We are very proud to have two of our Research Assistants from Pathways4youth representing the lab at the University of Michigan’s School of Nursing Dean’s Research Day on April 5, 2016! This year’s Dean’s Research Day is part of a Global Health Symposium on “Celebrating 125 Years of Research and Impact”.
Corinne is presenting a poster titled “Variations in Adolescent Purposes and Their Association with Frequency of Alcohol and/or Marijuana Use”. Her research is focused on the associations different types of adolescent purpose (duty, service, hedonism, success, and innovation) have with the frequency of use of theses substances (zero lifetime use, experimental use or frequent use). Analysis found that youth who reported more frequent alcohol use reported lower levels of success-oriented purpose compared to those who never used alcohol and lower service- oriented purpose compared to those who never used alcohol or reported experimental use. Youth who reported frequent marijuana use reported higher hedonism-oriented purpose compared to those who never used marijuana and lower service-oriented purpose compared to those who never used or reported experimental use. There are very exciting implications for this research, including the limited differentiation between experimental and non-substance users and the importance distinct purposes have in adolescent substance use and risk behavior.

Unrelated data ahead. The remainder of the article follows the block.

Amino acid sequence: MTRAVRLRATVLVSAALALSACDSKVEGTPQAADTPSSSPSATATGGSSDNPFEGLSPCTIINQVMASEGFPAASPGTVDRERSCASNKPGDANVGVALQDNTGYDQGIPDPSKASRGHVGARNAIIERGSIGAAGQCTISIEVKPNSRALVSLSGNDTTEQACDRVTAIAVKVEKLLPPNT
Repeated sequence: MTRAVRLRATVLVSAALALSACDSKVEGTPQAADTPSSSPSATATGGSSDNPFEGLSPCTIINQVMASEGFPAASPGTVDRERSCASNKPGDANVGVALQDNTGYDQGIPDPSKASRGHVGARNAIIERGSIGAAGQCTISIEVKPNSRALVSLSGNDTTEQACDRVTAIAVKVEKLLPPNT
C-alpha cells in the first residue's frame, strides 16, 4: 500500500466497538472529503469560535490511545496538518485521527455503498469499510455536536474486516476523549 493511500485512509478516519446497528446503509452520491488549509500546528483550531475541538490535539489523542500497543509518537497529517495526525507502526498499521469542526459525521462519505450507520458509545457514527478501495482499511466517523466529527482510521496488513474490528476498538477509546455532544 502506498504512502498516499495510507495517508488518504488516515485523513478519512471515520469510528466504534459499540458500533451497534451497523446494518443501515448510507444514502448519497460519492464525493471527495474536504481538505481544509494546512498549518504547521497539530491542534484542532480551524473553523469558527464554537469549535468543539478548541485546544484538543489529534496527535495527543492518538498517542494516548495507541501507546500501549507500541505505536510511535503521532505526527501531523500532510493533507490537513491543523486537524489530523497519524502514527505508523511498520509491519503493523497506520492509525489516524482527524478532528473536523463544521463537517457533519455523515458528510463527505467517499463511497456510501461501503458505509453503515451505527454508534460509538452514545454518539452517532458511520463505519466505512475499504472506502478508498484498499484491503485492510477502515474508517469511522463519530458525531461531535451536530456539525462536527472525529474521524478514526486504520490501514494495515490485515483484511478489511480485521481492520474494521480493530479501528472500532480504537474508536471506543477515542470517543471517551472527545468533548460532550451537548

Kathryn is presenting a poster titled, “The Relationship between Purpose, Perceived Norms, and Alcohol and Marijuana Use in High School Adolescents”. Her research looks at the frequency of lifetime alcohol and marijuana use in a sample of adolescents, and how frequency was associated with different categories of purpose over and above Reasoned Action Approach (RAA) constructs. Positive expectancies related to use were associated with higher lifetime use, and intentions to avoid use were associated with less lifetime use, which is in line with Reasoned Action Approach theory. No type of purpose was associated with alcohol use over and above the RAA constructs. A hedonistic-oriented purpose (i.e. live life to the fullest; have fun) was associated with higher lifetime use of marijuana over and above the RAA constructs. These findings are important because finding ways to decrease this hedonistic-oriented purpose could be beneficial at preventing and decreasing marijuana use in adolescents. Kathryn also presented this poster at the Midwest Nursing Research Society conference on March 17, 2016 in Milwaukee, WI!
Dean’s Research Day will be full of innovative nursing research, exploration and discussion. We are happy to have our lab represented at such a prestigious conference.